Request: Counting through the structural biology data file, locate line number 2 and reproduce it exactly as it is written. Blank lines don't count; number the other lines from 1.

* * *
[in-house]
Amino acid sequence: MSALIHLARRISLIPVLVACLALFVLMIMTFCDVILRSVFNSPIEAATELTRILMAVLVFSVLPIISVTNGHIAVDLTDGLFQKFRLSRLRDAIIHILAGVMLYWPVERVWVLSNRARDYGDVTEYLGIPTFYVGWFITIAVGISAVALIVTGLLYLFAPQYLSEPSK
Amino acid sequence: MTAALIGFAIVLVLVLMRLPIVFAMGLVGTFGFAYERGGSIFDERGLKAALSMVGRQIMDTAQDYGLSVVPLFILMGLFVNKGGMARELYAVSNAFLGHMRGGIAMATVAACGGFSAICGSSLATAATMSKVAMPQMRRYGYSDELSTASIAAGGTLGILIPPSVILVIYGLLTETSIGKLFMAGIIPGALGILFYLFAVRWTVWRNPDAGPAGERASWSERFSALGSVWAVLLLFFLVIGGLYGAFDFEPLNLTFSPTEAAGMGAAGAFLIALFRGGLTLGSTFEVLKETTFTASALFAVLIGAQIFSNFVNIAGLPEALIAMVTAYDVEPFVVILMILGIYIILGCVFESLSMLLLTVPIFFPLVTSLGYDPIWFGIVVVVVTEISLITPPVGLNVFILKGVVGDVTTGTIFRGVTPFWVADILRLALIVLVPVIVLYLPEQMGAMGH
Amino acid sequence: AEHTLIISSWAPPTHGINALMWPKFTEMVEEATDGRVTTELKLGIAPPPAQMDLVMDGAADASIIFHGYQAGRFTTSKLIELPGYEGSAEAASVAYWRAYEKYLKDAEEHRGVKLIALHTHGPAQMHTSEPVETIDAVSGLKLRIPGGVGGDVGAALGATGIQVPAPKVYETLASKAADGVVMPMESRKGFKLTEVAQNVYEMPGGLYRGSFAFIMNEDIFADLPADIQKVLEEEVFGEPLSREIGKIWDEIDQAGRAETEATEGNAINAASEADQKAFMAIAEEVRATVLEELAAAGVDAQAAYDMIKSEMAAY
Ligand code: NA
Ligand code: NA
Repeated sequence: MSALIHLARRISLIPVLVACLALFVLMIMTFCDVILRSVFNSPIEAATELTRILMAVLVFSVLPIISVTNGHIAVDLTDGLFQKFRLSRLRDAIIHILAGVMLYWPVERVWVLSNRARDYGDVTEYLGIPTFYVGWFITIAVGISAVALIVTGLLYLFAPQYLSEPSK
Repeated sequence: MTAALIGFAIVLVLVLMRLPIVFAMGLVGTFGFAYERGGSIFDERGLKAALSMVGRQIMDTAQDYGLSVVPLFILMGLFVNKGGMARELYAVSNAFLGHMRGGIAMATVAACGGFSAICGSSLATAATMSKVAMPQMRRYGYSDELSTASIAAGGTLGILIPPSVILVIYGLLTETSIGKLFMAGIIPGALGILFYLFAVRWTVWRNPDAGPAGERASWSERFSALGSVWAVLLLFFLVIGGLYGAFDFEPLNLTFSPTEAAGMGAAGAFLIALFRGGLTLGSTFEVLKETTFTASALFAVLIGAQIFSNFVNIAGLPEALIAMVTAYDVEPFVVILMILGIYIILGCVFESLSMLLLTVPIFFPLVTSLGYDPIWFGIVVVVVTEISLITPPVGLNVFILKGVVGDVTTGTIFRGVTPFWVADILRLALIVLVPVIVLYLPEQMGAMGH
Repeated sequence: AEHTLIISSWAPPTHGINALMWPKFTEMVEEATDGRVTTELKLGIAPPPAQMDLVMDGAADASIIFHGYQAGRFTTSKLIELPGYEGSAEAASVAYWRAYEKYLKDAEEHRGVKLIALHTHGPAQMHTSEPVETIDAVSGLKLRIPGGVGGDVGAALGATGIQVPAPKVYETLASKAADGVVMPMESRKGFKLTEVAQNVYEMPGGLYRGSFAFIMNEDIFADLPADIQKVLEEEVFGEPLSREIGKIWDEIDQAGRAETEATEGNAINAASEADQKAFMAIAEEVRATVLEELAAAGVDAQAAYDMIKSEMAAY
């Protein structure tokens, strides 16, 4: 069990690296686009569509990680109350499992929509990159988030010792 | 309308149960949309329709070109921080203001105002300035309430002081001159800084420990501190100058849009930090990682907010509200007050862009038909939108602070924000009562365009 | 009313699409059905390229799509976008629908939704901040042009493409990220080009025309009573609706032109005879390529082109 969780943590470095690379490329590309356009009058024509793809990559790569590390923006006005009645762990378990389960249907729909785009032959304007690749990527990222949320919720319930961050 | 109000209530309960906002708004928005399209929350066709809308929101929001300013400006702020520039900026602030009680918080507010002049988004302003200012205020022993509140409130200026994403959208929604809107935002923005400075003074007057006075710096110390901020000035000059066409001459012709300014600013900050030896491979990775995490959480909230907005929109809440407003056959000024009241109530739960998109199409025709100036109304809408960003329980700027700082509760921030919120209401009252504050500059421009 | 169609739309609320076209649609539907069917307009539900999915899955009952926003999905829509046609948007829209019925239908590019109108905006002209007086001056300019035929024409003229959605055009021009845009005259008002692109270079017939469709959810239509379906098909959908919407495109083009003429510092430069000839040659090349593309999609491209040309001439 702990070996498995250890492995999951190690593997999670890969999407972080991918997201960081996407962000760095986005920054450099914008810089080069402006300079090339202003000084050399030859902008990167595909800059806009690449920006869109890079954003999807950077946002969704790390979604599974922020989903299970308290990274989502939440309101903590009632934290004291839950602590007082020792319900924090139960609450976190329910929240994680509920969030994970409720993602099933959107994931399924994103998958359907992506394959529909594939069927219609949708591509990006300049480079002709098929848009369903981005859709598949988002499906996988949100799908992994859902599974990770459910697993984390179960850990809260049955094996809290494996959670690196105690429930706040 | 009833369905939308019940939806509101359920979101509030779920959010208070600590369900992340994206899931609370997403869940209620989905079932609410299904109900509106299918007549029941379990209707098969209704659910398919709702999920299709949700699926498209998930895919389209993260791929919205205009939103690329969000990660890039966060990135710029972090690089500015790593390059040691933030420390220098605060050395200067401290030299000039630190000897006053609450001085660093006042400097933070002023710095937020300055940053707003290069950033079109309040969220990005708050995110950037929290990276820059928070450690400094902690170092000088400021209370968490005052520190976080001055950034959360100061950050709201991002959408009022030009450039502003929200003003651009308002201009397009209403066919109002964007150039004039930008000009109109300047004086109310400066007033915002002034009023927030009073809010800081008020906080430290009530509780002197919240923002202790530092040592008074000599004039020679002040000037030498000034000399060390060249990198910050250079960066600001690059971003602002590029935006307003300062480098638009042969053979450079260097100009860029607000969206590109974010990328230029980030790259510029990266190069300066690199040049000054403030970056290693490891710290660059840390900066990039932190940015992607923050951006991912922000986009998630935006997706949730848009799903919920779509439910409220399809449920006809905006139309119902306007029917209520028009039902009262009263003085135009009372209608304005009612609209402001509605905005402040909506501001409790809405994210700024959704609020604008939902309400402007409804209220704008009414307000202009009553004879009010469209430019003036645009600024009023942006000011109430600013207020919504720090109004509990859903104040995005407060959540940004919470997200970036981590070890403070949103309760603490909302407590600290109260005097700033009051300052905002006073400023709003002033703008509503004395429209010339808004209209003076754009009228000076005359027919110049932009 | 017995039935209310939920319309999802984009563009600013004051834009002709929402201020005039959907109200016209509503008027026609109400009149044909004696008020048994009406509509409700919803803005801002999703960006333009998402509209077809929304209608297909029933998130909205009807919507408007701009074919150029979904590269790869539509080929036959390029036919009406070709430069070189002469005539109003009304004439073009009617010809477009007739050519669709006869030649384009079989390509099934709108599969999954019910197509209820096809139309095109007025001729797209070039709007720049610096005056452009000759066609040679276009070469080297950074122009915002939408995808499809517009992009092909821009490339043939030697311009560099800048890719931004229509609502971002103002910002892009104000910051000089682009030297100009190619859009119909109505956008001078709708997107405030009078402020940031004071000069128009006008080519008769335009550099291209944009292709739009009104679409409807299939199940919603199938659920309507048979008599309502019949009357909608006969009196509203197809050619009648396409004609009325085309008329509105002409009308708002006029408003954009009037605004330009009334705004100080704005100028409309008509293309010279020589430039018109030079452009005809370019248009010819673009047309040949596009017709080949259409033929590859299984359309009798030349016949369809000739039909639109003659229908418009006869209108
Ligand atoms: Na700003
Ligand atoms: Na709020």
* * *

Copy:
Amino acid sequence: MSALIHLARRISLIPVLVACLALFVLMIMTFCDVILRSVFNSPIEAATELTRILMAVLVFSVLPIISVTNGHIAVDLTDGLFQKFRLSRLRDAIIHILAGVMLYWPVERVWVLSNRARDYGDVTEYLGIPTFYVGWFITIAVGISAVALIVTGLLYLFAPQYLSEPSK